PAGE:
Even with the propaganda taken from the schools, the dirty energy industry has found another way to covertly push their misinformation onto the public:

There appears to be an increasingly sophisticated and planned effort by conservatives and polluter front groups to use “persona management” software to pollute social media outlets and website comment forums with auto-generated sockpuppet swarms designed to mislead and misrepresent real people.

Leaked emails from Aaron Barr, CEO of a federal subsidiary for HB Gary, disclose the latest efforts and technology used underhandedly for “ganging up on bloggers, commenters and otherwise ‘real’ people to smear enemies and distort the truth.”

This phenomenon was first reported by Happy Rockefeller over at Daily Kos.

ClimateProgress is following this issue, particularly when it comes to the online discussion about climate change, noting that readers joke about pre-programmed ‘denier-bots’ and “how the same arguments and phrasings keep cropping up in the comments’ section of the many unmoderated news sites on the web.”

Public opinion is one thing, but political positions are another. That’s why American Petroleum Institute president Jack Gerard made the following admission this year:

Oil industry lobbyist and president of the American Petroleum Institute (API) Jack Gerard made his industry’s goal clear in a recent interview with Fortune Magazine. Mr. Gerard said he hopes that in the near future there will be an oil lobbyist on the ground in every U.S. Congressional district in order to help his industry flourish, “so when a policy proposal hits the industry’s bottom line, lawmakers from Seattle to Savannah will hear complaints about it from voters back home.”

And on the big issues of the year, like the Keystone XL Pipeline, the industry sent their dollars directly to the source:

After applauding the House’s vote to rush a decision on TransCanada Corp’s Keystone XL tar sands pipeline, the U.S. Chamber of Commerce launched a new campaign to boost the controversial project. The Partnership to Fuel America is run out of the U.S. Chamber’s Institute for 21st Century Energy, and seems positioned to be the U.S. Chamber’s main influence channel to drum up support for Keystone XL. Supportive comments aside, it’s also the first time the U.S. Chamber has so publicly and overtly aligned with the Canadian company’s project.

And more:

TransCanada Corp, the company hoping to build the controversial Keystone XL pipeline, spent $540,000 on lobbying in the third quarter of 2011, according to lobbying disclosure records released this week.

In addition to $390,000 reported by Paul Elliott, TransCanada Pipelines, Ltd's infamous in-house lobbyist, two outside firms lobbied on TransCanada's behalf to promote the Keystone XL pipeline: Bryan Cave LLP, which reported $120,000 in earnings from TransCanda in quarter three; and McKenna, Long & Aldridge, which was paid $30,000 by TransCanada in the same period.

And when they feared that their generous tax breaks could be repealed, the dirty energy industry sent their best lobbyists to the members of the “super committee”:

As the so-called “Super Committee” works to figure out how to trim $1.2 trillion from the U.S. government’s federal deficit, the dirty energy industry has their lobbyists working overtime to make sure that their billions of dollars in annual subsidies aren’t among the items on the chopping block.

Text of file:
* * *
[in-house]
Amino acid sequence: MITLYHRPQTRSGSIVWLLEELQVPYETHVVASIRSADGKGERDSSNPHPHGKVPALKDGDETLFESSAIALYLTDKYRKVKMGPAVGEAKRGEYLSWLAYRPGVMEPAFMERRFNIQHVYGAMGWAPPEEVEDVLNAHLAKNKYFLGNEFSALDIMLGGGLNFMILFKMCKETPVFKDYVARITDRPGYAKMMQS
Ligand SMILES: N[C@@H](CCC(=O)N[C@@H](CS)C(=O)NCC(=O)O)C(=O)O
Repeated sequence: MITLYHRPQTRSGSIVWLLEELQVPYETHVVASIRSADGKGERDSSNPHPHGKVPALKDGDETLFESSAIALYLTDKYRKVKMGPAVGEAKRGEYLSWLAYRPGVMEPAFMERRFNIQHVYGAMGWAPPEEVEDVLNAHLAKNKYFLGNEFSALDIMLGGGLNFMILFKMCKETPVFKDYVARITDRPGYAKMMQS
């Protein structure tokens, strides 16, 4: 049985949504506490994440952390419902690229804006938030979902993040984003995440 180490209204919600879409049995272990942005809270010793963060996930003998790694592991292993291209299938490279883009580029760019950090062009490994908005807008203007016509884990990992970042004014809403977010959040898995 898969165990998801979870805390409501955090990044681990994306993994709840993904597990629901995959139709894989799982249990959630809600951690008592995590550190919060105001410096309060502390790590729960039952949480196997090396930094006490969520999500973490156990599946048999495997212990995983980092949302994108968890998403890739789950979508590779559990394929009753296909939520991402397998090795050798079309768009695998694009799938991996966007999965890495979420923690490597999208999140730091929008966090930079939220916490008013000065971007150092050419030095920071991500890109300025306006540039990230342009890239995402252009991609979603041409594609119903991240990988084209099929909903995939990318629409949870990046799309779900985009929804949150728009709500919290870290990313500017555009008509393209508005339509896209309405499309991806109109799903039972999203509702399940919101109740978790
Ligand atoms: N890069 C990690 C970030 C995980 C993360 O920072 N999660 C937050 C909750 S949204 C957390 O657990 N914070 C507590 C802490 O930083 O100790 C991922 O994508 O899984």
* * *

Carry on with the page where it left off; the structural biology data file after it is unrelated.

Not being ones to miss an opportunity, members on the committee have scheduled dozens of personal fundraisers for their campaigns before that deadline hits. And many of the companies who fear that their subsidies could be cut will be in attendance. After all, the lobbyist blitz contains more than 180 former staffers of members of the Super Committee, so access is not an issue, and no introductions will be necessary.

But money doesn’t always come from lobbyists or special interests; sometimes it comes from the most obvious source: The banks. Alternet has put together a fantastic piece detailing the top 20 banks that have helped fund anti-environmental efforts this year:

A new study by Urgewald, a German environmental organization, establishes a strong link between large multinational banks and the coal industry, one of the biggest contributors to climate change.

The study (.pdf), "Bankrolling Climate Change," identifies the top 20 "climate killer" banks by the amount of financial support they give the coal industry. Number one is JP Morgan Chase, followed by Citi and Bank of America. That's despite lofty rhetoric from these companies about their work to address climate change.

Building a 600-megawatt coal-fired power plant - a typical size - is going to cost over $2 billion. That's not money that utilities usually have just lying around in the corner. Bank financing pays an important role, either through direct lending or banks organizing capital for utilities to pursue these projects. The two most important roles of banks are as providers of corporate loans for the coal industry and as providers of investment banking services, meaning helping the company to sell shares or bonds. In terms of our calculations of the amounts of money in the "climate killer bank" rankings, we didn't differentiate between these roles. We figured it's secondary whether a bank directly gives its own money or plays an organizing role: This is support the banks give to the coal industry.

So whether the money comes from banks, corporations, or lobbyists, the impact that big money has on politicians and policy is undeniable. Until the funds dry up, we’ll never be in short supply of politicians willing to do the dirty work of the dirty energy industry.